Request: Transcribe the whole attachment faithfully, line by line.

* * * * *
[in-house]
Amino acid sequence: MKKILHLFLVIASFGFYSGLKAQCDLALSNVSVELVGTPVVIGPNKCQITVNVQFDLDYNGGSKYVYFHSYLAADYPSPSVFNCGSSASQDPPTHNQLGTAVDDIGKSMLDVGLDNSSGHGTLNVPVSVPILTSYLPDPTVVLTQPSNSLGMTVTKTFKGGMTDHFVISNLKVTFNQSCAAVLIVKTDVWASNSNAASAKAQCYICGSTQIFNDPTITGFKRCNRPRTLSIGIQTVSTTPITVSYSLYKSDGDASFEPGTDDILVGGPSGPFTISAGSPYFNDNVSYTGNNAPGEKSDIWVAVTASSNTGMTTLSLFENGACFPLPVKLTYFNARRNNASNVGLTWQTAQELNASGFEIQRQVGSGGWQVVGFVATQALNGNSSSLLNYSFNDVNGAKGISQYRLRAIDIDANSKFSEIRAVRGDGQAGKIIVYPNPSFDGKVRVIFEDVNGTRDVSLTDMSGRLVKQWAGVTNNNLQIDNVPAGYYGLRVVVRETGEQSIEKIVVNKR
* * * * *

[in-house]
Amino acid sequence: MKKILHLFLVIASFGFYSGLKAQCDLALSNVSVELVGTPVVIGPNKCQITVNVQFDLDYNGGSKYVYFHSYLAADYPSPSVFNCGSSASQDPPTHNQLGTAVDDIGKSMLDVGLDNSSGHGTLNVPVSVPILTSYLPDPTVVLTQPSNSLGMTVTKTFKGGMTDHFVISNLKVTFNQSCAAVLIVKTDVWASNSNAASAKAQCYICGSTQIFNDPTITGFKRCNRPRTLSIGIQTVSTTPITVSYSLYKSDGDASFEPGTDDILVGGPSGPFTISAGSPYFNDNVSYTGNNAPGEKSDIWVAVTASSNTGMTTLSLFENGACFPLPVKLTYFNARRNNASNVGLTWQTAQELNASGFEIQRQVGSGGWQVVGFVATQALNGNSSSLLNYSFNDVNGAKGISQYRLRAIDIDANSKFSEIRAVRGDGQAGKIIVYPNPSFDGKVRVIFEDVNGTRDVSLTDMSGRLVKQWAGVTNNNLQIDNVPAGYYGLRVVVRETGEQSIEKIVVNKR